A Decade Later, Contractor Pays Out Millions for Iraq Prisoner Abuse
Robert Beckhusen - (Wired – Danger Room) – January 9, 2012 – It’s been nearly a decade since private military contractors and U.S. soldiers worked together to torture Iraqi prisoners at Abu Ghraib. Now, for the first time, one of the companies involved in the Abu Ghraib scandal has been forced to pay victims for the abuse.
The $5.28 million settlement — which was disclosed by the Securities and Exchange Commission in November but “which has gone essentially unnoticed,” according to the Associated Press — involves 71 former inmates of Abu Ghraib and other U.S.-run prisons, and private security firm L-3 Services Inc., a subsidiary of Engility Holdings of Chantilly, Virginia.
Until the settlement, the only response to torture and abuse at the Abu Ghraib prison was the military’s criminal convictions of 11 former soldiers. But L-3 Services allowed “scores of its employees to participate in torturing and abusing prisoners over an extended period of time,” the lawsuit stated. Not only that, but the company “willfully failed to report L-3 employees’ repeated assaults and other criminal conduct” to the United States and Iraq.
“Abu Ghraib was one of the worst incidents in recent American military history. But while many of the soldiers involved were properly punished, the same can’t be said for the contractors who were mentioned in the very same Army investigation reports. On one hand, you can look at this settlement as a small step forward, where after literally years of denial and avoidance by the firms, at least a minimal payment was made,” e-mails Peter W. Singer, who runs the Brookings Institution’s 21st Century Defense Initiative. ”Not an admission and not justice, but something better than stonewalling. The fact that all this had to come through a private lawsuit, though, is a pretty sad statement though on the public problems of military outsourcing.”
It’s instructive to look at what ex-inmates say happened to them. According to the lawsuit, one former inmate said he was forced to drink water until he vomited blood. Other allegations include rape, beatings, being slammed into a wall, and one man alleged he was subject to a mock execution at gunpoint. Many reportedly said they were forced to stand naked for long periods.
“Private military contractors played a serious but often under-reported role in the worst abuses at Abu Ghraib,” Baher Azmy, the former detainees’ lawyer and legal director at the Center for Constitutional Rights, told AP. “We are pleased that this settlement provides some accountability for one of those contractors and offers some measure of justice for the victims.”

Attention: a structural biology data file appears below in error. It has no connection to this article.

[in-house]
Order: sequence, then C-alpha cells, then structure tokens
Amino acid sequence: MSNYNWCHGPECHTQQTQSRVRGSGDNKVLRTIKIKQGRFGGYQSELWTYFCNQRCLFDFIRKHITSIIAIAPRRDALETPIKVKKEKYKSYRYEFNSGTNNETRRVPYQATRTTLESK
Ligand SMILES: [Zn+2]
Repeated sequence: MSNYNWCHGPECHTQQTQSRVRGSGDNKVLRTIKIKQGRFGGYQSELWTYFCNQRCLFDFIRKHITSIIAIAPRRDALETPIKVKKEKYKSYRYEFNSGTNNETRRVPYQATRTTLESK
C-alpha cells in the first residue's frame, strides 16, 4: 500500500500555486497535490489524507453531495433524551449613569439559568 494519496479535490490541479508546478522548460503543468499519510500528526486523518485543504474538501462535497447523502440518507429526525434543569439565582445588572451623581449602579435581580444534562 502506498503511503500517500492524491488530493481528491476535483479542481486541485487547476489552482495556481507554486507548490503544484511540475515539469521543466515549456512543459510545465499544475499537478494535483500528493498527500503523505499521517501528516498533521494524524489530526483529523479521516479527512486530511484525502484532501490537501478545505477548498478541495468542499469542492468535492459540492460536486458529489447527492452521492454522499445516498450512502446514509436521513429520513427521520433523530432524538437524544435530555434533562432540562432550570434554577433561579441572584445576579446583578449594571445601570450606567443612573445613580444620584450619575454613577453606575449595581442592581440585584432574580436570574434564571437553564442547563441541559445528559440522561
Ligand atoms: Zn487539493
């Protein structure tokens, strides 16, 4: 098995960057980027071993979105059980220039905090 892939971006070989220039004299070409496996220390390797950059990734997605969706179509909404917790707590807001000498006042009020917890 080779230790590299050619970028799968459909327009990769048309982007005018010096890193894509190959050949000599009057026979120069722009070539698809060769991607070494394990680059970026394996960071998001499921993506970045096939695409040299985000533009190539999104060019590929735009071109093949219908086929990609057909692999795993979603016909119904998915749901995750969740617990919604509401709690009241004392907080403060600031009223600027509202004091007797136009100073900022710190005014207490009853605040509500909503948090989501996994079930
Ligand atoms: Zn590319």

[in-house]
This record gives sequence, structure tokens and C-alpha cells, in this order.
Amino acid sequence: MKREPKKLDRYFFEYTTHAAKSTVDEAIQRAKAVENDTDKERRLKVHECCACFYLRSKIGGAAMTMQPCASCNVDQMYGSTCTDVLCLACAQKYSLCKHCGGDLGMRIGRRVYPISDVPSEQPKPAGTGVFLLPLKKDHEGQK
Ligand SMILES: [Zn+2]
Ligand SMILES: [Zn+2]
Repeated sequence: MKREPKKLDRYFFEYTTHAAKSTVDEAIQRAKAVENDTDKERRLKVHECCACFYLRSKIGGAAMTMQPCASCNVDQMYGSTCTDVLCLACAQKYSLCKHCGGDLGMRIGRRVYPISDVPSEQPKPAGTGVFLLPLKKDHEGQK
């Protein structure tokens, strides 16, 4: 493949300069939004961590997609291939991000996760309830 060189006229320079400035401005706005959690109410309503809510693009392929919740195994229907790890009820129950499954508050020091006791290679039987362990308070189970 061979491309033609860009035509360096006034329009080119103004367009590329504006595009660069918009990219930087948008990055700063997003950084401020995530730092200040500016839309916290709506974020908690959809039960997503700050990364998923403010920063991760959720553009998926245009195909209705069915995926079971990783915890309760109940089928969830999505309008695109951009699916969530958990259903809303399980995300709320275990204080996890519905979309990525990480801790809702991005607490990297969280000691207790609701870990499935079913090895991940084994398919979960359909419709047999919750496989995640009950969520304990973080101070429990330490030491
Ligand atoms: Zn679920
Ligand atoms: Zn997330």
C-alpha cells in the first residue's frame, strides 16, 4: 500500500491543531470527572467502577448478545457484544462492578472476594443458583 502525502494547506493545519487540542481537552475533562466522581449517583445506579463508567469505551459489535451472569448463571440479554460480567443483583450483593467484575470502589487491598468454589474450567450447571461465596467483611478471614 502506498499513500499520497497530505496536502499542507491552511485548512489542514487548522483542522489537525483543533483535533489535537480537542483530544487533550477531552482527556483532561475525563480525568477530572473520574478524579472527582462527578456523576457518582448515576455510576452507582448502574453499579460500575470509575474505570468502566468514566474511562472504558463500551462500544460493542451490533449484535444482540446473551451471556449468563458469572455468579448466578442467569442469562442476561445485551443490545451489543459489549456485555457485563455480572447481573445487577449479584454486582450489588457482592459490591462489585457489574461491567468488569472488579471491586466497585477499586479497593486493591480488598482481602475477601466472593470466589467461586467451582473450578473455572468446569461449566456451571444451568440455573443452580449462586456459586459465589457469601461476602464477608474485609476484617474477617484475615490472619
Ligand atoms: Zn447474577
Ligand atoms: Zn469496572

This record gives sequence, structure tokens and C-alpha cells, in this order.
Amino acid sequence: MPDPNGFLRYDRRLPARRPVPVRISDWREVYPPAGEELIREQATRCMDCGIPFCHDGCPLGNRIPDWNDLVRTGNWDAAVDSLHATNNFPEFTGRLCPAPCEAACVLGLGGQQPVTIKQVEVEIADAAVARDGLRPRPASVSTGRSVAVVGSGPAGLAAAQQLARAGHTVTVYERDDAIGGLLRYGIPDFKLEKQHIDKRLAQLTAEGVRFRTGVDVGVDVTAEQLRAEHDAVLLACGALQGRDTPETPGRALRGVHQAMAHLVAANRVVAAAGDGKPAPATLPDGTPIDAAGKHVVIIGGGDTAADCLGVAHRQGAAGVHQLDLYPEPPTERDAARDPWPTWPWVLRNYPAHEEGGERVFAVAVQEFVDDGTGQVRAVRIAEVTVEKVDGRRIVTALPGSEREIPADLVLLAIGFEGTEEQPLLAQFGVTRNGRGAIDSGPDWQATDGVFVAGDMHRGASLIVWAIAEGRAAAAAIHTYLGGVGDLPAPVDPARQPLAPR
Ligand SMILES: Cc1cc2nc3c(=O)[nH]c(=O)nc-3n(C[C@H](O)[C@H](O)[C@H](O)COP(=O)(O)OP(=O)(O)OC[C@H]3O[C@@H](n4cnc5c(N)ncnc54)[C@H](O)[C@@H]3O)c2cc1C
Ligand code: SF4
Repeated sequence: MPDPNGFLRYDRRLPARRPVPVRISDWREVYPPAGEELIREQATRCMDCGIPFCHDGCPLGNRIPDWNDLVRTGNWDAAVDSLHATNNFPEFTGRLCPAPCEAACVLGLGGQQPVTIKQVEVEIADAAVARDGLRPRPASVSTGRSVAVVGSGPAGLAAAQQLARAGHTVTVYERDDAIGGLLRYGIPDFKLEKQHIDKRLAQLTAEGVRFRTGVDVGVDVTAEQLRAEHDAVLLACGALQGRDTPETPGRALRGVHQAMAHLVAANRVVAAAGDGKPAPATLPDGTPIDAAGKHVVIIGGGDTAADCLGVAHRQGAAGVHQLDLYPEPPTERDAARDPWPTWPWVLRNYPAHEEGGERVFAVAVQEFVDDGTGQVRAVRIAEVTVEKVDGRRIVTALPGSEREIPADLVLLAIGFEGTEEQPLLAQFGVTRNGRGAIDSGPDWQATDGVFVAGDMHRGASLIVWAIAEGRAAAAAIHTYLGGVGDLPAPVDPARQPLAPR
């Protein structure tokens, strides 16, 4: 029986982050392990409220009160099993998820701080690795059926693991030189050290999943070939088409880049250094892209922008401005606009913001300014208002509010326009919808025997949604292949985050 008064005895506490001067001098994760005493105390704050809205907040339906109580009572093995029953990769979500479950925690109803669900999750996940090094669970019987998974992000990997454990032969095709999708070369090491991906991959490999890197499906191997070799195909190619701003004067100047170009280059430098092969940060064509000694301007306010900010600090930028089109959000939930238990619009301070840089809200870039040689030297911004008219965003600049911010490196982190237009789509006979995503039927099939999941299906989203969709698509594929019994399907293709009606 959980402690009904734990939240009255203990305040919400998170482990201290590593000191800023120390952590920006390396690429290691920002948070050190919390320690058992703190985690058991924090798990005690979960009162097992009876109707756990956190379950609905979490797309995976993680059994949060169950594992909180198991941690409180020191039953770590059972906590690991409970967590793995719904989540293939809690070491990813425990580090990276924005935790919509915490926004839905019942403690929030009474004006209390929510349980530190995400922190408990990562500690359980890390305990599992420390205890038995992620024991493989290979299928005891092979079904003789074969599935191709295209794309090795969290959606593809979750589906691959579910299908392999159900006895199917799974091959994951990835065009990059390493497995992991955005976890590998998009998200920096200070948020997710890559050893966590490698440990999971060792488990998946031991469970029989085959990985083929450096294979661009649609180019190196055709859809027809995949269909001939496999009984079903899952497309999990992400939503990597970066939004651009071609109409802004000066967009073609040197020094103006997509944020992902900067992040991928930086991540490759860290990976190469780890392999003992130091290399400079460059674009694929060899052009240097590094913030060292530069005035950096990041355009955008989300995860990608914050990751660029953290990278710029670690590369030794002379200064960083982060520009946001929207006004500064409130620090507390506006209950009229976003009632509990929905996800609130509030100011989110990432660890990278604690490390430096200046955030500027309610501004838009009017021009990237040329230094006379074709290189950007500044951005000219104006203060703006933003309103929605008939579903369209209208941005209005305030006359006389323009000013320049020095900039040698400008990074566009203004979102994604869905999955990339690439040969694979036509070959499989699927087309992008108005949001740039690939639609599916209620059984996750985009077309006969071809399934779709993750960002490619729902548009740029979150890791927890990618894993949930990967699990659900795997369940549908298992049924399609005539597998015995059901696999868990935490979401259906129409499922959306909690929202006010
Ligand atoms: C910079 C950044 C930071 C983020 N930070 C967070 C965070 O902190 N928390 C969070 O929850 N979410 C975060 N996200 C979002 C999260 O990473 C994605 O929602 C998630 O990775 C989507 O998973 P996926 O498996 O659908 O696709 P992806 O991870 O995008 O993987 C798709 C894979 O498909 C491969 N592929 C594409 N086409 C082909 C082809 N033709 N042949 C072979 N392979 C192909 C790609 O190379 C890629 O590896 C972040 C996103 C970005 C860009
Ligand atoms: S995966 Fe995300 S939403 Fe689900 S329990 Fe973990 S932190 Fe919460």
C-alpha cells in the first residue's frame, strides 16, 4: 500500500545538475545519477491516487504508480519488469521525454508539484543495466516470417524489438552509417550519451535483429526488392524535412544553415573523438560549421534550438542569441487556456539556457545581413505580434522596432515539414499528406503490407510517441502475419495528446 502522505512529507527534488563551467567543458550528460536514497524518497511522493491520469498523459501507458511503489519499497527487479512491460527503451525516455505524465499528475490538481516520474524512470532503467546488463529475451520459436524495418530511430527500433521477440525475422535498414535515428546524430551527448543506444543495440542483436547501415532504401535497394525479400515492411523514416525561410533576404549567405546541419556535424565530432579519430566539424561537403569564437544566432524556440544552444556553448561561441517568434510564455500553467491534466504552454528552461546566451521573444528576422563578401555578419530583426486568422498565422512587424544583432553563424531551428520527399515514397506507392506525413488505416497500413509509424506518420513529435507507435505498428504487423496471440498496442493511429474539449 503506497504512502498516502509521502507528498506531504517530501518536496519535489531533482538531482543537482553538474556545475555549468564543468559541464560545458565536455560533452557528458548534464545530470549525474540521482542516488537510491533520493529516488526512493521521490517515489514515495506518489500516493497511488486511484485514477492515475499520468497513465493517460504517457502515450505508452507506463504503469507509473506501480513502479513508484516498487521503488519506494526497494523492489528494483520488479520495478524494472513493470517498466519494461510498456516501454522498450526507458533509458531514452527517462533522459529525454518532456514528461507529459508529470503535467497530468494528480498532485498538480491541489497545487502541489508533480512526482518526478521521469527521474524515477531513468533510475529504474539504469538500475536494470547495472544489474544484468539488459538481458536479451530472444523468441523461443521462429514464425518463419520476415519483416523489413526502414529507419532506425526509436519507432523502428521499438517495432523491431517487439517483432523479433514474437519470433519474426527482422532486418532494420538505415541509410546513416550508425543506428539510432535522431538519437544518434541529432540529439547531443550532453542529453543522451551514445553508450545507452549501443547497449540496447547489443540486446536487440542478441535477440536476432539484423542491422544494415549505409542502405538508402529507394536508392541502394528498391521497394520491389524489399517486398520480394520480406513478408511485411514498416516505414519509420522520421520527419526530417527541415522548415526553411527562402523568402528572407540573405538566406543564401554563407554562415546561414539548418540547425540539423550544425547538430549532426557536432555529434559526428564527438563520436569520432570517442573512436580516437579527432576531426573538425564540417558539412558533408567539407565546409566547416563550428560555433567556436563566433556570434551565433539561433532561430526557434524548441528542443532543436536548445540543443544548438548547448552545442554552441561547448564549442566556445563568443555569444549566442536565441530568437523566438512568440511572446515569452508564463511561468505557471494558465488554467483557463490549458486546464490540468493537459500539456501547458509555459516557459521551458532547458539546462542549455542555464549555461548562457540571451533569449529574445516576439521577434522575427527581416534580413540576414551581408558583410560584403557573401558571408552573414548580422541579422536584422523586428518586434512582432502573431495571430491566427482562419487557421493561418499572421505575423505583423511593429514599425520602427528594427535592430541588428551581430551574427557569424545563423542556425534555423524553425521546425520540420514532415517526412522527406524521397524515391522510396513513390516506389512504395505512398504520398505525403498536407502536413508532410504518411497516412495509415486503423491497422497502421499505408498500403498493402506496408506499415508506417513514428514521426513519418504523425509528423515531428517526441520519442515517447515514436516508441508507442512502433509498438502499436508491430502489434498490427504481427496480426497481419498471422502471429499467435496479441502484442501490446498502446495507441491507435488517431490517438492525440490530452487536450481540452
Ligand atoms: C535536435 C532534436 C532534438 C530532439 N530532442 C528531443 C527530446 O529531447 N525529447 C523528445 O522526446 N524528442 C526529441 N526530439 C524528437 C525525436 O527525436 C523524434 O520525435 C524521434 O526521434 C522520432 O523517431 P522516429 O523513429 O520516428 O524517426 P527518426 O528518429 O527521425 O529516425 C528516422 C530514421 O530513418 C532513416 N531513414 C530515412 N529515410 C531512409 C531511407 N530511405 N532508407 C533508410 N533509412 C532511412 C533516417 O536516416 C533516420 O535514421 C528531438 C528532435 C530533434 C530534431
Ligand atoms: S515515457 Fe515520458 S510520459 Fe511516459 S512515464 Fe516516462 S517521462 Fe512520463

L-3 Services’ defense in the 2008 lawsuit came down to questioning what the Iraqis knew about who tortured them. A majority “do not even attempt to allege the identity of their alleged abuser” and two provided only “vague assertions,” the company claimed. They also tried to blame the government for the inmates’ treatment, “These plaintiffs bring claims seeking money damages for their detention and treatment while in the custody of the U.S. military in the midst of a belligerent occupation in Iraq,” L-3 Services stated at the time, according to the AP.
L-3 Services isn’t the military, however, but a private company that at the time had less oversight and was outside the regular chain of command, to some extent. That raises a thorny question over what extent the Pentagon has authority — or willingness — to prosecute their own contractors for the crimes they commit. An Army investigation into Abu Ghraib (.pdf) later found that 36 percent of the time that inmates were abused by guards, they were abused by contractors. The Pentagon also didn’t pull its contracts with L-3 after the abuses at Abu Ghraib came to light, and never prosecuted any contractor from any firm for the crimes. ”Soldiers get court martialed, but for the very same incident, the contractors named in the same reports face no individual punishment and their firm just throws high power lawyers at the problem until it decides to make it go away with a token payment?” e-mails Singer.
Contracting firm CACI International Inc. is the next firm expected to go on trial, likely during the summer of 2013. During the war, CACI provided interrogators to the military, who the same Army investigation later found “had little or not interrogator experience” and “little, if any, training on Geneva Conventions.”
Several unnamed CACI employees were later alleged to have been placed in positions of authority over military personnel at Abu Ghraib, and had taken to humiliating prisoners by forcing them to wear women’s underwear, interrogating them using an unmuzzled dog, and forcing prisoners into “stress positions,” among other forms of abuse. Litigation is one way to found out to what extent. But that’s also a different thing from providing actual oversight of contractors in the years to come. (Click HERE for original article)